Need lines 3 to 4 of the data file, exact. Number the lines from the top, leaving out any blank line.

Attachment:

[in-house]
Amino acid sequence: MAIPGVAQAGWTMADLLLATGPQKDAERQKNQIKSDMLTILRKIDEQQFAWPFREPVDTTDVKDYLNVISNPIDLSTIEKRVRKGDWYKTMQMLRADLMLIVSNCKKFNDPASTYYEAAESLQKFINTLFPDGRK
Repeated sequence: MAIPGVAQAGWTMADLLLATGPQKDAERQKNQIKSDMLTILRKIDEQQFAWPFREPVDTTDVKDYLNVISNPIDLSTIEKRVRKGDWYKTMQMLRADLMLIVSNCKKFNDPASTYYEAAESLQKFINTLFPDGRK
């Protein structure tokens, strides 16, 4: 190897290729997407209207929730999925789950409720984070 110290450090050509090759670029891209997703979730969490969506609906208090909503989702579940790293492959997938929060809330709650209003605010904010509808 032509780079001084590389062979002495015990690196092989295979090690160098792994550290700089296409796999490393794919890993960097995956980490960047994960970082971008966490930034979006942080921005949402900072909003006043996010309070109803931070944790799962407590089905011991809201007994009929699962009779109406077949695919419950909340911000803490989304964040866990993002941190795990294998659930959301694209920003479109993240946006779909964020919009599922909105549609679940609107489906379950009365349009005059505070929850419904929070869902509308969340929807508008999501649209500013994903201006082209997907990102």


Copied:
Repeated sequence: MAIPGVAQAGWTMADLLLATGPQKDAERQKNQIKSDMLTILRKIDEQQFAWPFREPVDTTDVKDYLNVISNPIDLSTIEKRVRKGDWYKTMQMLRADLMLIVSNCKKFNDPASTYYEAAESLQKFINTLFPDGRK
């Protein structure tokens, strides 16, 4: 190897290729997407209207929730999925789950409720984070 110290450090050509090759670029891209997703979730969490969506609906208090909503989702579940790293492959997938929060809330709650209003605010904010509808 032509780079001084590389062979002495015990690196092989295979090690160098792994550290700089296409796999490393794919890993960097995956980490960047994960970082971008966490930034979006942080921005949402900072909003006043996010309070109803931070944790799962407590089905011991809201007994009929699962009779109406077949695919419950909340911000803490989304964040866990993002941190795990294998659930959301694209920003479109993240946006779909964020919009599922909105549609679940609107489906379950009365349009005059505070929850419904929070869902509308969340929807508008999501649209500013994903201006082209997907990102």